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New Mexico

New Mexico has implemented several literacy policies aimed at improving reading proficiency among its students. The state's approach to literacy education focuses on evidence-based instruction, early intervention, and support for struggling readers. One key policy is the New Mexico Common Core State Standards for English Language Arts, which outlines the skills and knowledge that students need to develop in order to be successful readers, including phonics, fluency, vocabulary, and comprehension.

New Mexico provides training and support for educators in evidence-based literacy practices, such as balanced literacy instruction, explicit instruction in foundational skills, and the use of data to inform instruction. The state has established the New Mexico Public Education Department's Literacy and English Language Arts Bureau to provide guidance and support to educators and promote evidence-based literacy practices.

New Mexico uses a statewide assessment, the New Mexico Standards-Based Assessment (SBA), to monitor student progress in reading and identify areas where additional support is needed. The state's Response to Intervention (RTI) framework provides a systematic approach to identifying and supporting struggling readers, with tiered levels of intervention based on student needs.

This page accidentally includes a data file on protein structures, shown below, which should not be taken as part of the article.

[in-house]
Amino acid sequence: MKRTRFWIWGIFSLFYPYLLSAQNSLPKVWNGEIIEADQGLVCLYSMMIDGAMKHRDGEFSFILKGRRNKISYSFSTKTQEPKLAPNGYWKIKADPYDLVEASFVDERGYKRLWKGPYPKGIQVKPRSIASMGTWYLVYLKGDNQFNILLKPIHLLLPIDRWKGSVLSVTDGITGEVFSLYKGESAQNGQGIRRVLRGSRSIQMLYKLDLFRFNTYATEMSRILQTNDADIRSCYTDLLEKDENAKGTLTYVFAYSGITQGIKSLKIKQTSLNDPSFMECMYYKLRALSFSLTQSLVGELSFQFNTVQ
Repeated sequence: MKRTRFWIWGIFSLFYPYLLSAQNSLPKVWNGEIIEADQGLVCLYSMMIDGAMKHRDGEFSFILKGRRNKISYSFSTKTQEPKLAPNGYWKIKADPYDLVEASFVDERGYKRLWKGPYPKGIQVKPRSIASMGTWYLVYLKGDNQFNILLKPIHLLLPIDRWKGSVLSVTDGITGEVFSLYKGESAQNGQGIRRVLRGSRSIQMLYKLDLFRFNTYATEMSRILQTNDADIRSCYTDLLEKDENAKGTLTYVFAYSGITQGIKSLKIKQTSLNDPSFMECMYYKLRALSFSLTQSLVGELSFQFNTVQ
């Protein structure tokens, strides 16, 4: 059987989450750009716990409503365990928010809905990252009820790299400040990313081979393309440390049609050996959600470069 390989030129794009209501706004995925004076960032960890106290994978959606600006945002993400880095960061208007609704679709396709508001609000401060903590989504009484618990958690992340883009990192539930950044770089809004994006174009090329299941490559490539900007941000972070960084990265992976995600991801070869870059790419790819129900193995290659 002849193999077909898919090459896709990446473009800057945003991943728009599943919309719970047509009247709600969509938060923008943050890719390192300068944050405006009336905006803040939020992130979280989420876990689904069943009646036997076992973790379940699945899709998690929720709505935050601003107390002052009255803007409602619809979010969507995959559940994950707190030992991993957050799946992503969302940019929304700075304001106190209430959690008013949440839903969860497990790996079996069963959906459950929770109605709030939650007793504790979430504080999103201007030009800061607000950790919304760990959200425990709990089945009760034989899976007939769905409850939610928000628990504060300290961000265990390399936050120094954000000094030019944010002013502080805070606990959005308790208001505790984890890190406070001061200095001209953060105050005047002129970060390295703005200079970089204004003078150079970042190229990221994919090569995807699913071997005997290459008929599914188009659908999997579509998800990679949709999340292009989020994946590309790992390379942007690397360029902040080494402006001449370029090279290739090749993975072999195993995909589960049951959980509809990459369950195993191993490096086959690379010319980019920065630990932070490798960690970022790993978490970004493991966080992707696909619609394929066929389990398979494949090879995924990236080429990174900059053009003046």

The New Mexico Public Education Department also partners with local organizations and agencies to promote literacy development through initiatives such as the New Mexico Reads to Lead program and the New Mexico Early Literacy Implementation Project. These programs aim to support literacy development among students and families, particularly those in low-income communities. Additionally, the state has established the New Mexico Early Learning Guidelines, which focuses on promoting early literacy development among young children in the state.

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New Mexico Student Score Gaps:

  • This data represents a decline from the 2019 percentage of 4th grade students not reading at the proficient level, which was 76%.

  • Data was not reported for Black students in 2022, because reporting standards were not met.

  • In 2022, Hispanic students had an average score that was 24 points lower than that for White students. This performance gap was not significantly different from that in 1998 (27 points).

  • In 2022, male students in New Mexico had an average score that was lower than that of female students' by 9 points.

  • In 2022, students who were eligible for the National School Lunch Program (NSLP) had an average score that was 32 points lower than that of students who were not eligible. This performance gap was not significantly different from that in 1998 (30 points).

Information from the  NAEP website for 2022 4th grade reading scores.




These organizations are committed to promoting evidence-based reading practices, providing professional development opportunities for educators, and supporting students in developing strong reading skills.

New Mexico Public Education Department

New Mexico Council of Teachers of English

New Mexico Literacy Association

The International Dyslexia Association - New Mexico Branch

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